### 9 releases

0.2.0 | May 2, 2024 |
---|---|

0.1.8 | Dec 26, 2023 |

0.1.7 | Nov 15, 2023 |

0.1.6 | Jan 16, 2023 |

0.1.1 | Dec 30, 2022 |

#**387** in Algorithms

**44** downloads per month

**MIT/Apache**

290KB

5K
SLoC

# smtlib

A high-level API for interacting with SMT solvers

*If you are looking for more control and less ergonomics, take a look at the low-level crate *

`smtlib-lowlevel`for construct SMT-LIB code and talking directly with SMT solvers.

## Background

Satisfiability modulo theories (SMT) is the problem of determining whether or not a mathematical formula is satisfiable. SMT solvers (such as Z3 and cvc5) are programs to automate this process. These are fantastic tools which are very powerful and can solve complex problems efficiently.

To communicate with the solvers, the SMT-LIB specification has been made to standardize the input/output language to all of the solvers.

Writing this format by-hand (or "programmatically by-hand") can at times be tedious and error prone. Even more so is interpreting the result produced by the solvers.

Thus the goal of

(and `smtlib`

) is to provide ergonomic API's for communicating with the solvers, independent of the concrete solver.`smtlib-lowlevel`

## Usage

The primary way to use

is by constructing a `smtlib`

. A solver takes as argument a `smtlib ::`Solver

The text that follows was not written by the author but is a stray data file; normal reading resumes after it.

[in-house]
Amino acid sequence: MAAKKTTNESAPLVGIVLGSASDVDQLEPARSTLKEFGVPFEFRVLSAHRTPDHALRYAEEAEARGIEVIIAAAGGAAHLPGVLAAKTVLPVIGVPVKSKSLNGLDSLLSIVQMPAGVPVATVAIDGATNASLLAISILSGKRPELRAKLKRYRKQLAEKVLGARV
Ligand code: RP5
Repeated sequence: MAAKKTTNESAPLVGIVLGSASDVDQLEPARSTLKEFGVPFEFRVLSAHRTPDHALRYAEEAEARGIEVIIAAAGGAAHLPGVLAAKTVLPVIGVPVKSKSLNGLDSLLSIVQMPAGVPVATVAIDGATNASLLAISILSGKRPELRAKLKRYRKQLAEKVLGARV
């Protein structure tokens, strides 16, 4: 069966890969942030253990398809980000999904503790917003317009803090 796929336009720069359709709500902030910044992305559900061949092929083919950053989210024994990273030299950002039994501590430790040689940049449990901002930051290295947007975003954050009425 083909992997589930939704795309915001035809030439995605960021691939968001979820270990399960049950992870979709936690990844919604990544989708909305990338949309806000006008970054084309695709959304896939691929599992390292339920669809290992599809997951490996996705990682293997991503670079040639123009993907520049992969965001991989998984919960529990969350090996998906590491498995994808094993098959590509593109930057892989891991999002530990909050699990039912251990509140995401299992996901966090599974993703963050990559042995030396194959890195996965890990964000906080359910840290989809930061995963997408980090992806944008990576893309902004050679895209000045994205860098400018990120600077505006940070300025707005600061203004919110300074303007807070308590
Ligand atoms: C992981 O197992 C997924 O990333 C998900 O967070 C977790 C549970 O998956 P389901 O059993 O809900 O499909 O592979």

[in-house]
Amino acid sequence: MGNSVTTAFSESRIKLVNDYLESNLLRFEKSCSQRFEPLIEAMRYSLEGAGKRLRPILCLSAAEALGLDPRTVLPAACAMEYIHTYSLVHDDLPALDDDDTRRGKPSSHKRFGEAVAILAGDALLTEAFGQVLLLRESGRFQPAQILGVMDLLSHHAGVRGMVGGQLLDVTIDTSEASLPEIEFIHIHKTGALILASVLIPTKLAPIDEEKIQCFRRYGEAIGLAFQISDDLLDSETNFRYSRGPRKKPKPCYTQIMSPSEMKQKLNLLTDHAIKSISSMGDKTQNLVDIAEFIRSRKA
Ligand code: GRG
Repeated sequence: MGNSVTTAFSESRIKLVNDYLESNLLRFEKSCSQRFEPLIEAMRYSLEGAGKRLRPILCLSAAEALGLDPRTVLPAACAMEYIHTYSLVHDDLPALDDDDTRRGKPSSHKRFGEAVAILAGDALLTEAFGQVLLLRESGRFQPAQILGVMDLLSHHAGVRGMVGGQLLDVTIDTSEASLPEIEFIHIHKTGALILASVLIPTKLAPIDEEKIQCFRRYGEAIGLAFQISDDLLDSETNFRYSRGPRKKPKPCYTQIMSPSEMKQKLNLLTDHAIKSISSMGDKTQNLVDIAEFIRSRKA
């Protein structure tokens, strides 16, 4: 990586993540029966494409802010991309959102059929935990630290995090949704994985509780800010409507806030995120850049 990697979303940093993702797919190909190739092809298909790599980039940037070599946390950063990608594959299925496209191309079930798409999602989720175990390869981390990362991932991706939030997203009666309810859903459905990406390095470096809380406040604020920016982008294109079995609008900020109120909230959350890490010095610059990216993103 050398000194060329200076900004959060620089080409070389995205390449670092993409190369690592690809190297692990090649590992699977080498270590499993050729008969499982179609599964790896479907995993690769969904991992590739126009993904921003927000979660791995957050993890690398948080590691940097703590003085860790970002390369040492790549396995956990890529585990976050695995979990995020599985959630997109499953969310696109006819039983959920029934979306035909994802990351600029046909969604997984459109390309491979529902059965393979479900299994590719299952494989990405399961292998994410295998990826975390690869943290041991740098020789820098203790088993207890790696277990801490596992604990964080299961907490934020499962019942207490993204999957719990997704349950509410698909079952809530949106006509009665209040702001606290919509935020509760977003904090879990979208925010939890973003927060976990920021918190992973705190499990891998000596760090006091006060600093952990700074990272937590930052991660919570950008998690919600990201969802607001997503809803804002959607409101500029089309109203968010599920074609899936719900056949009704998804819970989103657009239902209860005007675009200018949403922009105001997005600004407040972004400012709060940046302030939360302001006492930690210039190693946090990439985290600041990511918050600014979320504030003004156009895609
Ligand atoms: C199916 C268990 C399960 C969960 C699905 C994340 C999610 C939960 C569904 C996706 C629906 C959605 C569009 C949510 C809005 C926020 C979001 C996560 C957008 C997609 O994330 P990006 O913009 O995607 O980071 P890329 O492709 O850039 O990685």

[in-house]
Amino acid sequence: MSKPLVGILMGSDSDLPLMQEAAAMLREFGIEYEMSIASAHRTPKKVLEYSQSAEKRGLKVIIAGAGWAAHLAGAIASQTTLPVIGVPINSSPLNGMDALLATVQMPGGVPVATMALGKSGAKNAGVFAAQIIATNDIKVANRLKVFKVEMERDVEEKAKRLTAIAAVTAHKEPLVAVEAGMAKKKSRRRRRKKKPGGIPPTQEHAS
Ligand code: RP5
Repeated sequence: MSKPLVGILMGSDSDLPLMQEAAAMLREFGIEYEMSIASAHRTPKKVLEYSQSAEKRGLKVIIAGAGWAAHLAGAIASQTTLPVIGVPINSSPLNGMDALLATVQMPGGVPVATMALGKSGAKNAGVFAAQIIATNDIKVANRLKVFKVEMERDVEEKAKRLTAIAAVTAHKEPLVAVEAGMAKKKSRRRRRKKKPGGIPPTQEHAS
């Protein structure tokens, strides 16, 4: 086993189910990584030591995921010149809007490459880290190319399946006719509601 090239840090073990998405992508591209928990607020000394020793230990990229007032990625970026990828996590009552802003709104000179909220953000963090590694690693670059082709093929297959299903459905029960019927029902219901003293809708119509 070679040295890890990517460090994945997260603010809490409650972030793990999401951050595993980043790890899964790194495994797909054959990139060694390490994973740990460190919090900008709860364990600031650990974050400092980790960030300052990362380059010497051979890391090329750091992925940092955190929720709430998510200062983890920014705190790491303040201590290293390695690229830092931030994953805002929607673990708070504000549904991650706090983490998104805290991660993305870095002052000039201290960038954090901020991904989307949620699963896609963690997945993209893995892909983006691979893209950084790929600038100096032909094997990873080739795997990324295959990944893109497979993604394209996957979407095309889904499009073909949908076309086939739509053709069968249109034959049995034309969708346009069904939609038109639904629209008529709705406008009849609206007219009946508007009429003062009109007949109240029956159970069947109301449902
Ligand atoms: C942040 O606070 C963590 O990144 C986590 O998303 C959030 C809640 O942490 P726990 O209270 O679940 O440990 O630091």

`smtlib``::`Backend

. To see which backends are provided with the library check out the `smtlib``::`backend

module. Some backend is behind a feature flag, so for example to use the Z3 statically backend install `smtlib`

by running `cargo`` add smtlib`` -`F z3-static

, but otherwise add it by running:`cargo`` add smtlib`

Now you can go ahead and use the library in your project.

`use` `smtlib``::``{``backend``::``z3_binary``::`Z3Binary`,` Int`,` SatResultWithModel`,` Solver`,` Sort`}``;`
`fn` `main``(``)`` ``->` `Result``<``(``)`, `Box``<`dyn `std``::``error``::`Error`>``>` `{`
`//` Initialize the solver with the Z3 backend. The "z3" string refers the
`//` to location of the already installed `z3` binary. In this case, the
`//` binary is in the path.
`let` `mut` solver `=` `Solver``::`new`(``Z3Binary``::`new`(``"`z3`"``)``?``)``?``;`
`//` Declare two new variables
`let` x `=` `Int``::`from_name`(``"`x`"``)``;`
`let` y `=` `Int``::`from_name`(``"`y`"``)``;`
`//` Assert some constraints. This tells the solver that these expressions
`//` must be true, so any solution will satisfy these.
solver`.``assert``(`x`.``_eq``(`y `+` `25``)``)``?``;`
solver`.``assert``(`x`.``_eq``(``204``)``)``?``;`
`//` The constraints are thus:
`//` - x == y + 25
`//` - x == 204
`//` Note that we use `a._eq(b)` rather than `a == b`, since we want to
`//` express the mathematical relation of `a` and `b`, while `a == b` checks
`//` that the two **expressions** are structurally the same.
`//` Check for validity
`match` solver`.``check_sat_with_model``(``)``?` `{`
`SatResultWithModel``::`Sat`(`model`)` `=>` `{`
`//` Since it is valid, we can extract the possible values of the
`//` variables using a model
`println!``(``"`x = `{}``"``,` model`.``eval``(`x`)``.``unwrap``(``)``)``;`
`println!``(``"`y = `{}``"``,` model`.``eval``(`y`)``.``unwrap``(``)``)``;`
`}`
`SatResultWithModel``::`Unsat `=>` `println!``(``"`No valid solutions found!`"``)``,`
`SatResultWithModel``::`Unknown `=>` `println!``(``"`Satisfaction remains unknown...`"``)``,`
`}`
`Ok``(``(``)``)`
`}`

#### Dependencies

~3–14MB

~149K SLoC